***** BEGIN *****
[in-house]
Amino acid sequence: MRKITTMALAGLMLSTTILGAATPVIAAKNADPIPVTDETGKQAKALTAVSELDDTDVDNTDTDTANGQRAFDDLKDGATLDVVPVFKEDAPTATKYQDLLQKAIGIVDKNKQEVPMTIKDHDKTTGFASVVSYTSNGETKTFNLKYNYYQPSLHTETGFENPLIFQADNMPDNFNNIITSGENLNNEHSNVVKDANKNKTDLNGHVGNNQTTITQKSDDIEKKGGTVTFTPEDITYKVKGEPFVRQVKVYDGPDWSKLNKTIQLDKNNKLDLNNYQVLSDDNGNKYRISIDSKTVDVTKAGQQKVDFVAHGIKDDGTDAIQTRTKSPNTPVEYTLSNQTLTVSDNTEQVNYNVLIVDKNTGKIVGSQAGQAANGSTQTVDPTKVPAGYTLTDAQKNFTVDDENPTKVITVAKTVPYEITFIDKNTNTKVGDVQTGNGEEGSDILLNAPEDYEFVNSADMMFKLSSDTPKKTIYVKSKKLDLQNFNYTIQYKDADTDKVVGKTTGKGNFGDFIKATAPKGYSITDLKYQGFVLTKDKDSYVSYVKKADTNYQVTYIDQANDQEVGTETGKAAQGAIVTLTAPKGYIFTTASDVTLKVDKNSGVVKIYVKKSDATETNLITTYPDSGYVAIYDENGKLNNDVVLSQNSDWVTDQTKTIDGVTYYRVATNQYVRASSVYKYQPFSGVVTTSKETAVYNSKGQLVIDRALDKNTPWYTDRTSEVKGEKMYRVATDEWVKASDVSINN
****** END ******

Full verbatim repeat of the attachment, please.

[in-house]
Amino acid sequence: MRKITTMALAGLMLSTTILGAATPVIAAKNADPIPVTDETGKQAKALTAVSELDDTDVDNTDTDTANGQRAFDDLKDGATLDVVPVFKEDAPTATKYQDLLQKAIGIVDKNKQEVPMTIKDHDKTTGFASVVSYTSNGETKTFNLKYNYYQPSLHTETGFENPLIFQADNMPDNFNNIITSGENLNNEHSNVVKDANKNKTDLNGHVGNNQTTITQKSDDIEKKGGTVTFTPEDITYKVKGEPFVRQVKVYDGPDWSKLNKTIQLDKNNKLDLNNYQVLSDDNGNKYRISIDSKTVDVTKAGQQKVDFVAHGIKDDGTDAIQTRTKSPNTPVEYTLSNQTLTVSDNTEQVNYNVLIVDKNTGKIVGSQAGQAANGSTQTVDPTKVPAGYTLTDAQKNFTVDDENPTKVITVAKTVPYEITFIDKNTNTKVGDVQTGNGEEGSDILLNAPEDYEFVNSADMMFKLSSDTPKKTIYVKSKKLDLQNFNYTIQYKDADTDKVVGKTTGKGNFGDFIKATAPKGYSITDLKYQGFVLTKDKDSYVSYVKKADTNYQVTYIDQANDQEVGTETGKAAQGAIVTLTAPKGYIFTTASDVTLKVDKNSGVVKIYVKKSDATETNLITTYPDSGYVAIYDENGKLNNDVVLSQNSDWVTDQTKTIDGVTYYRVATNQYVRASSVYKYQPFSGVVTTSKETAVYNSKGQLVIDRALDKNTPWYTDRTSEVKGEKMYRVATDEWVKASDVSINN